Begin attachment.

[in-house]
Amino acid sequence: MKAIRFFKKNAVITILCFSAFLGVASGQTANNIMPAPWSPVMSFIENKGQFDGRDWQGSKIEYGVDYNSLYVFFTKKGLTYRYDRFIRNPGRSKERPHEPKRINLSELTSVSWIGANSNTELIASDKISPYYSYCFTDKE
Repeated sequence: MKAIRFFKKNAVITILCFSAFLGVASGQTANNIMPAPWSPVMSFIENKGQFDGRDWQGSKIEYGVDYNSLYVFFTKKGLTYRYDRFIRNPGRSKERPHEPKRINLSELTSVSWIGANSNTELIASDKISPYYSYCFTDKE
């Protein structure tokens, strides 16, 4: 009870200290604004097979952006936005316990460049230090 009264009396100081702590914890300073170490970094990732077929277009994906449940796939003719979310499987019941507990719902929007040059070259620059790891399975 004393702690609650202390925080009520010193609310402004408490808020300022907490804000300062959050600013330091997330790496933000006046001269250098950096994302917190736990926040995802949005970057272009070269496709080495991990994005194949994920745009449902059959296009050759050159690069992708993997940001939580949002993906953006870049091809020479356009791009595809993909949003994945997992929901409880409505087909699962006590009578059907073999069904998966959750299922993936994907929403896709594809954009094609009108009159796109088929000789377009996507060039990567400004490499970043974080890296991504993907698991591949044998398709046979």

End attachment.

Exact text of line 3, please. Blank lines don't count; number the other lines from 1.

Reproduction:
Repeated sequence: MKAIRFFKKNAVITILCFSAFLGVASGQTANNIMPAPWSPVMSFIENKGQFDGRDWQGSKIEYGVDYNSLYVFFTKKGLTYRYDRFIRNPGRSKERPHEPKRINLSELTSVSWIGANSNTELIASDKISPYYSYCFTDKE